Financial Reporting Alert 09-6: Material Modifications to Revenue Arrangements With Multiple Deliverables
November 11, 2009
ASU 2009-13 significantly changes the accounting for revenue in arrangements with multiple deliverables by requiring entities to separately account for individual deliverables in more of these arrangements. The ASU removes the criterion that entities must use objective and reliable evidence of fair value when separately accounting for deliverables, allowing for the recognition of revenue in a manner that more closely aligns with the economics of certain arrangements. These changes and others are summarized in Deloitte’s October 1, 2009, Heads Up, which also highlights some of the challenges expected upon an entity’s adoption of this guidance.
Editor’s Note: The FASB recently issued ASU 2009-14 3 (formerly Issue 09-3 4), which reflects the consensus of the Emerging Issues Task Force and amends ASC 985-605 5 (formerly SOP 97-2 6) to exclude from its scope certain tangible products that contain software that functions together with nonsoftware deliverables to deliver the tangible product’s essential functionality. The ASU does not create any new methods of revenue recognition, but its amendment to the scope of existing guidance can significantly affect an entity’s periodic revenue.
Entities will apply the separation and allocation guidance in ASC 605-25, 7 as recently amended by ASU 2009-13, 8 for multiple-element arrangements that are now outside the scope of the software revenue recognition guidance in ASC 985-605 under the provisions of ASU 2009-14.
See Deloitte’s October 23, 2009, Heads Up, for further information on ASU 2009-14.
ASU No. 2009-13 must be applied prospectively to revenue arrangements entered into or materially modified in fiscal years beginning on or after June 15, 2010, unless an entity elects retrospective application in accordance with ASC 250 9 (formerly Statement 154 10). Early adoption is permitted. The ASU does not specify how to account for an arrangement that is deemed to have been materially modified. In addition, because the ASU does not provide guidance on when changes to a contract are considered material modifications, entities must use professional judgment to determine when such modifications would be considered material and would be accounted for under the new accounting guidance (see related discussion in the above-referenced Heads Up).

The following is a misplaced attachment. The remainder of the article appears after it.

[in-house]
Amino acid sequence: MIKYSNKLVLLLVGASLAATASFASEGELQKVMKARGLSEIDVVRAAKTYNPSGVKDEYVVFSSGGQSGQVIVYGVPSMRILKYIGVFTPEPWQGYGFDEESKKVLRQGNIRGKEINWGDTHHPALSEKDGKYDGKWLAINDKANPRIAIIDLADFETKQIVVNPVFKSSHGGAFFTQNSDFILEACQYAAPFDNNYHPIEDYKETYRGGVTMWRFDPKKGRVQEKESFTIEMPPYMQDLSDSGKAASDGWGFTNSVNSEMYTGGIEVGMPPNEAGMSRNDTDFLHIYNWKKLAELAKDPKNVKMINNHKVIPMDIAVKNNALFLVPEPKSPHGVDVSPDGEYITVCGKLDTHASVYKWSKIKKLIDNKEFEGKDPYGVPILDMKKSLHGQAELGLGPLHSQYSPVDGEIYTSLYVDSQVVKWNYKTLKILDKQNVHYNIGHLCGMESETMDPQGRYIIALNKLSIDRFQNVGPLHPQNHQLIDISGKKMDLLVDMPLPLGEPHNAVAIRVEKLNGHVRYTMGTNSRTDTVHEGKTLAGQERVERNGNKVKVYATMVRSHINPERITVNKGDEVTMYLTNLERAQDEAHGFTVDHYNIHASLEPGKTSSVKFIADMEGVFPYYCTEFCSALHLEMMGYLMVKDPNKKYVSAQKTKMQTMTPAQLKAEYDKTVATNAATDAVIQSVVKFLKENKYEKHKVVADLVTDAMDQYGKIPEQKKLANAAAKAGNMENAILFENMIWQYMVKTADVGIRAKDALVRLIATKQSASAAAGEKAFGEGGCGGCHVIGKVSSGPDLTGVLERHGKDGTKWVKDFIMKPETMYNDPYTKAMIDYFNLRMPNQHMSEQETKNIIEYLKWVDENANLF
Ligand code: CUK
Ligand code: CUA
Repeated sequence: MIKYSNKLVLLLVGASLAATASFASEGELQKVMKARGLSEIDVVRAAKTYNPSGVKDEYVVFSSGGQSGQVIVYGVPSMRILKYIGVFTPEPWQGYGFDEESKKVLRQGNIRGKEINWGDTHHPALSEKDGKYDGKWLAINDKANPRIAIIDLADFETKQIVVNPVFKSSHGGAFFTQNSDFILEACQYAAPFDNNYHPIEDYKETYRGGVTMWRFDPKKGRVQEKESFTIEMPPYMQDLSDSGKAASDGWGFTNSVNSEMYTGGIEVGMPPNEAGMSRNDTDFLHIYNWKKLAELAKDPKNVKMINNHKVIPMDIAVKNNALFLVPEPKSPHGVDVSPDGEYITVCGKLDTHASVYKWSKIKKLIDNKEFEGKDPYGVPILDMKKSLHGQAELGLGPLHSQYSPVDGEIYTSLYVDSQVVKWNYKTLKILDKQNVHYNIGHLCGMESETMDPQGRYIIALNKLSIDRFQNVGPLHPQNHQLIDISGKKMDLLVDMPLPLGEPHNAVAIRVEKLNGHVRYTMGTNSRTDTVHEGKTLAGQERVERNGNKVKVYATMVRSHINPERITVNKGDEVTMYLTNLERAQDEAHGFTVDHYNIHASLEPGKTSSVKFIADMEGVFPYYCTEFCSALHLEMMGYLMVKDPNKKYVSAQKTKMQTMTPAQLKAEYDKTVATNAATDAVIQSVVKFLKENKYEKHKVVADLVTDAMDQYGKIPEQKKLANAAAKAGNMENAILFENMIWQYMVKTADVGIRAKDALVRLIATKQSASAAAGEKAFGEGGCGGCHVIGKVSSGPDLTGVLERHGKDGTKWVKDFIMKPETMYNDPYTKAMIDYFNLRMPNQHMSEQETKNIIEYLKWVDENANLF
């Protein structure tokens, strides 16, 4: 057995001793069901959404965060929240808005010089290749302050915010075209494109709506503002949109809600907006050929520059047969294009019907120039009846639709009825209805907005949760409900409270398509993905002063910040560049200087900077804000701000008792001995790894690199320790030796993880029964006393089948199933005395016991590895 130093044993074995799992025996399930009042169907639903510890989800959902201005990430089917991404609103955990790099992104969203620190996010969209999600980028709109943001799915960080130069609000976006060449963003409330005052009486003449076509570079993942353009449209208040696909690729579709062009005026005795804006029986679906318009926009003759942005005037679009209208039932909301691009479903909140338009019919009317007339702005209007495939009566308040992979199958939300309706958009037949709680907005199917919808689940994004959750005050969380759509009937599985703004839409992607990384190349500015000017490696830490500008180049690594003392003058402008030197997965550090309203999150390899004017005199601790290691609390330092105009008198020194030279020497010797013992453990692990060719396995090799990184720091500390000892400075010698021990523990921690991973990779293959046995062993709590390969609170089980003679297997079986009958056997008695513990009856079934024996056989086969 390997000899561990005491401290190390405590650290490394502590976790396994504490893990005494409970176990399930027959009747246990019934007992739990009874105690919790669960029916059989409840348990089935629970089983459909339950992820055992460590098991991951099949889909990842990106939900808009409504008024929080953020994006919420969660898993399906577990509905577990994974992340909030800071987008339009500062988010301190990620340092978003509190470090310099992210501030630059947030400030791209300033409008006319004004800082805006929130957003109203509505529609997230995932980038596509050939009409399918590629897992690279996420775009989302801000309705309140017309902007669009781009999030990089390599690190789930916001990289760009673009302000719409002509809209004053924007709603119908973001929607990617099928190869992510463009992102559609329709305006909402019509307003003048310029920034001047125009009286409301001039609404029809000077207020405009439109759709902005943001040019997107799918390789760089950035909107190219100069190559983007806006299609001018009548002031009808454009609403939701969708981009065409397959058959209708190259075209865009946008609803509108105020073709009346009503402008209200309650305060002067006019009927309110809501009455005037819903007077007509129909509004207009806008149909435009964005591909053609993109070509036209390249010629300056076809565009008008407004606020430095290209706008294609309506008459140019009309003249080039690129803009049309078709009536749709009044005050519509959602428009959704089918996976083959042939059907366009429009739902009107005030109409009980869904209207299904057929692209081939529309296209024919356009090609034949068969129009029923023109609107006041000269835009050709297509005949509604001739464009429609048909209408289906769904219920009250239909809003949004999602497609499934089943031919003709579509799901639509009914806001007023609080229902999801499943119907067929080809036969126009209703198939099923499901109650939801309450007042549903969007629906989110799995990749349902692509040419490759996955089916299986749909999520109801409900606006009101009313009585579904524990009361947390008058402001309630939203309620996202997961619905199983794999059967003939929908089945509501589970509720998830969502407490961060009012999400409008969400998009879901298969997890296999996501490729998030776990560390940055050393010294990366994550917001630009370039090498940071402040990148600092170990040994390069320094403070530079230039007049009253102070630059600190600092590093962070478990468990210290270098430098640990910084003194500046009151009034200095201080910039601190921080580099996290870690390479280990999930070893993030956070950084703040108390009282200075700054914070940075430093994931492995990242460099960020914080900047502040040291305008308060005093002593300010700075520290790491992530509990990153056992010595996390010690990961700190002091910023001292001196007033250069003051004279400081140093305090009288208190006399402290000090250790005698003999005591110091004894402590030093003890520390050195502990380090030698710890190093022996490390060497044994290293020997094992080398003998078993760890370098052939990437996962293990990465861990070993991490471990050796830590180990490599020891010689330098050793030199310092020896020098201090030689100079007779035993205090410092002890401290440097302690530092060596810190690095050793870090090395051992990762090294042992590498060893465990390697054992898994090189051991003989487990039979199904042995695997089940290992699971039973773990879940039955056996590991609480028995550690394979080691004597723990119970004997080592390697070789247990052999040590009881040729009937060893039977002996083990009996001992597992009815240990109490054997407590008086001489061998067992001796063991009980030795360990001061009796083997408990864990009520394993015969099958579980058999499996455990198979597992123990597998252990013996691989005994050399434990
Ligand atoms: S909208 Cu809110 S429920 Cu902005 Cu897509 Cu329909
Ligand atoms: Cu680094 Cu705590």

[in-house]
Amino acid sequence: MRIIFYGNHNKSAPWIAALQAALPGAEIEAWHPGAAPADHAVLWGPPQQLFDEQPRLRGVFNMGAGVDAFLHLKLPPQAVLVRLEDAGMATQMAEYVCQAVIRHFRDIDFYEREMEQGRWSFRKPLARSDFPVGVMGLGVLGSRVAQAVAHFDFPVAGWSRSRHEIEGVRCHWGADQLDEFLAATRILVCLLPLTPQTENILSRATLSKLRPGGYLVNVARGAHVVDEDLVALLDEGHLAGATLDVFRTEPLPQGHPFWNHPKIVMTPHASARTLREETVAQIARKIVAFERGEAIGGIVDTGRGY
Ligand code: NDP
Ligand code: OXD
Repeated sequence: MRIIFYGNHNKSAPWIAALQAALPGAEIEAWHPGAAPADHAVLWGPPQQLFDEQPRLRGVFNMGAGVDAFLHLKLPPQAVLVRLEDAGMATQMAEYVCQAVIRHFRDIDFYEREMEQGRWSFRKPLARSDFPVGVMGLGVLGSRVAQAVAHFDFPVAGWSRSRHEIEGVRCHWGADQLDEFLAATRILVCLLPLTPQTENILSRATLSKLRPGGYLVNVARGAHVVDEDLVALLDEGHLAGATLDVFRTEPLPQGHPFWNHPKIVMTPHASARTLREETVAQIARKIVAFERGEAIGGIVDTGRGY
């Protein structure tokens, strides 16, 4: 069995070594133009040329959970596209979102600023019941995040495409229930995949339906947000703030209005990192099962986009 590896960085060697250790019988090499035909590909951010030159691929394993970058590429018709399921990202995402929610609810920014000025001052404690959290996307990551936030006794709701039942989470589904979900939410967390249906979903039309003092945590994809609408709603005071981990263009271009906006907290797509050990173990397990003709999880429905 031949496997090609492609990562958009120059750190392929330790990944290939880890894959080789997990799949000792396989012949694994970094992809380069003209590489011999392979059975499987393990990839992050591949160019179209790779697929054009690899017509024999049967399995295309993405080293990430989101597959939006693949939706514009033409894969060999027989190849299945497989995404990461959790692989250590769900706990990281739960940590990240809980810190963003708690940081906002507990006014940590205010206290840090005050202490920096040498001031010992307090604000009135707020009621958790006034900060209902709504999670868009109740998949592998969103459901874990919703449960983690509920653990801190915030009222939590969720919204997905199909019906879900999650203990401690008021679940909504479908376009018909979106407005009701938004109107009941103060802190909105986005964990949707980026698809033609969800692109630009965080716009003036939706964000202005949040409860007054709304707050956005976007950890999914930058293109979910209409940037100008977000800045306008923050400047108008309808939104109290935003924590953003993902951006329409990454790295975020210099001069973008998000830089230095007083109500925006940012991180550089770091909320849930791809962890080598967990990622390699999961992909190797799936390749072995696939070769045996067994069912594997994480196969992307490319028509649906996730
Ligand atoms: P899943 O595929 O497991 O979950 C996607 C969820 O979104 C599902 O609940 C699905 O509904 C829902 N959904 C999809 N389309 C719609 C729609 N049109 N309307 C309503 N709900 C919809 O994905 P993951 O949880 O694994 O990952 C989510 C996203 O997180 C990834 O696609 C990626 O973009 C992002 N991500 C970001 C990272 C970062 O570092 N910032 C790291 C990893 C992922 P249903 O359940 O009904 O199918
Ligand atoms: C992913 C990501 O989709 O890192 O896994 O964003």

Accounting for Materially Modified Revenue Arrangements
As noted above, ASU 2009-13 does not specify how to account for a revenue arrangement that was accounted for under ASC 605-25 (before the ASU’s amendments) if it is materially modified and now subject to the guidance in the ASU. For example, entities may have deferred revenue associated with an arrangement being accounted for in accordance with ASC 605-25 (before the ASU’s amendments). Once the ASU is effective, if the arrangement is materially modified, prospective application of the ASU is required. However, the ASU does not specify how deferred revenue associated with the arrangement should be adjusted (if at all) upon modification of the contract.
Informal discussions with the SEC staff have indicated that it would be appropriate to account for materially modified revenue arrangements by allocating to the deliverables (in periods both before and after the modification) the arrangement consideration on a relative-selling-price basis. Any amount of revenue allocated to previously delivered items in excess of the revenue actually recognized in the periods that preceded the modification is recognized in its entirety in the period the modification occurs. In applying such an approach, an entity’s objective would be to “true-up” deferred revenue to reflect the amount that would have been deferred had the guidance in the ASU been effective at the time the contract was executed.